This study used receptor imaging data to estimate the amount of the DA release in the striatum in schizophrenia patients and healthy subjects. The result was then taken into the network model to calculate the glutamatergic input to the striatum and the population activity of the striatal neurons. It was thus possible to assume that the strength of D2 receptor activation is proportional to the D2 receptor occupancy by DA rather than the extracellular DA concentration. The combination of this model and the published receptor imaging data of schizophrenia patients and healthy controls enabled us to compare PFC activity that accounted for the alterations in the D2 receptor binding by endogenous DA in the striatum. The results suggest that the PFC population activity is reduced in schizophrenia patients, which is consistent with the hypofrontality hypothesis. Hypofrontality actually has unresolved issues; for example, on glutamatergic and GABAergic neurotransmission. In this article, however, the term is used to represent simply a reduction of the population activity of the PFC. The estimated amount of the reduction of the population activity depends on the D2 receptor occupancy by DA, which varies largely across the studies that have ever been made. Because the results of receptor imaging studies have a large variability, this article has chosen two model cases that could be representatives of the results. The reason that Model 2 led to a much larger difference in the PFC activity between patients and controls is that the experimentally estimated D2 receptor binding is higher than that in Model 1. Further accumulation of receptor imaging data would make this estimation more precise.
We have estimated the 'optimum' D2 receptor occupancy by an antipsychotic drug to be 52%. The estimation of the optimum occupancy of an antipsychotic drug is based on the assumption that the net binding of endogenous DA to the D2 receptors should be the same with that of healthy controls. Similar estimation was made previously , in which the authors made the assumption that the D2 receptor occupancy by DA should be the same with that of healthy controls and obtained the D2 receptor occupancy by an antipsychotic drug of 48%. This is slightly lower than our estimation because this estimation did not take the upregulation of D2 receptors into account. It is interesting to compare the estimated value of 52% with the measured occupancies of various antipsychotic drugs (Fig. 7 of ). The occupancies of many antipsychotic drugs are higher than this level and mostly in the range of 60-80%. The motor (extrapyramidal) side effects become prominent when the occupancy exceeds 75-80% . Unlike other drugs, clozapine and quetiapine have the occupancies in the striatum that are mostly lower than 50%. The occupancy by quetiapine is lower than the occupancy by clozapine . Therapeutic effects of these drugs appear to be achieved at the occupancy threshold that is lower than those of other antipsychotic drugs . For other drugs, the occupancy should be lower than 75% to avoid extrapyramidal side effects. On the other hand, subjective well-being appeared to have a negative correlation with the striatal D2 receptor occupancy . Therefore, the D2 receptor occupancy by many of the antipsychotic drugs should be in the range of 50-75% with a tradeoff between the efficacy and subjective experience. Agid et al.  examined the relationship between striatal and extrastriatal D2 occupancies by antipsychotic drugs and clinical effects, showing that striatal D2 occupancy predicted response in positive psychotic symptoms but not negative symptoms and the prediction by striatal D2 blockade was better than frontal, temporal, and thalamic occupancy. Their result (Fig. 1 of ) shows that striatal D2 blockade with the occupancy higher than 50% has a practical therapeutic effect on positive symptoms.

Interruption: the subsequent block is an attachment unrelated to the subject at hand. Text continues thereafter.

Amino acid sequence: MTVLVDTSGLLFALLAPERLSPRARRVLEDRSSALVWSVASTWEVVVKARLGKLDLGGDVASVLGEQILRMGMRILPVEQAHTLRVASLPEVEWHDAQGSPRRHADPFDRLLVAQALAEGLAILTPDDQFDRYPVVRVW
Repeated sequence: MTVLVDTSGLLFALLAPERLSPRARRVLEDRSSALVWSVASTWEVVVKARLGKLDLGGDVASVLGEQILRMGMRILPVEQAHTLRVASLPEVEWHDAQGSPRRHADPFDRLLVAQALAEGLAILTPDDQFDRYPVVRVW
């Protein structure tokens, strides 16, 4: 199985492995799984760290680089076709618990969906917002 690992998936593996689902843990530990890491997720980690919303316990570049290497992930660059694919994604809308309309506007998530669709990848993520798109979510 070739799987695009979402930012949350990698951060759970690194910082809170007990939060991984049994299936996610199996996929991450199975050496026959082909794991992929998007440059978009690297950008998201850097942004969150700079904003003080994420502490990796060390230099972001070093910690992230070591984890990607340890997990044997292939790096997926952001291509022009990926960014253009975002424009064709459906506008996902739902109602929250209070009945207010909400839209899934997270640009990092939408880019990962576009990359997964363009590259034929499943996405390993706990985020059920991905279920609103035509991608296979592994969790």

Schizophrenia patients with higher striatal D2 receptor occupancy tended to have greater improvement of positive symptoms after antipsychotic treatments . If the hyperdopaminergic tone in the striatum is caused primarily by PFC hypoactivity, this would further indicate that hypofrontality could also be predictive of good response of positive symptoms to antipsychotic medication. This article examined this predictability of the model by using published data. The result shows that patients with lower PFC activity have larger improvements of positive symptoms as measured with PANSS positive scores. Hypofrontality has been generally associated with cognitive and negative symptoms in schizophrenia [1–9]. By linking hypofrontality to striatal hyperdopaminergic neurotransmission, the frontostriatal model proposed in this article has associated hypofrontality with the therapeutic effect on positive symptoms. This is testable by a combination of fMRI studies and clinical studies. Furthermore, a multivariate analysis of a data set from the combination of fMRI and PET receptor imaging studies will test the frontostriatal model more directly.
This article described theoretically the relationship between regional activities in the frontostriatal system and striatal DA release. These quantities were compared between schizophrenia patients and healthy subjects by using the results from receptor binding studies. The results are consistent with hypofrontality. This study also predicts that patients with lower PFC activity tend to have greater improvement of positive symptoms following antipsychotic medication. The 'optimum' D2 receptor occupancy by antipsychotic drugs was estimated to be 52%.
This study was supported by the Sophia University Open Research Center grant: Human Information Science.
- Hill K, Mann L, Laws KR, Stephenson CME, Nimmo-Smith I, McKenna PJ: Hypofrontality in schizophrenia: a meta-analysis of functional imaging studies. Acta Psychiatrica Scandinavica. 2004, 110 (4): 243-256. 10.1111/j.1600-0447.2004.00376.x.View ArticlePubMedGoogle Scholar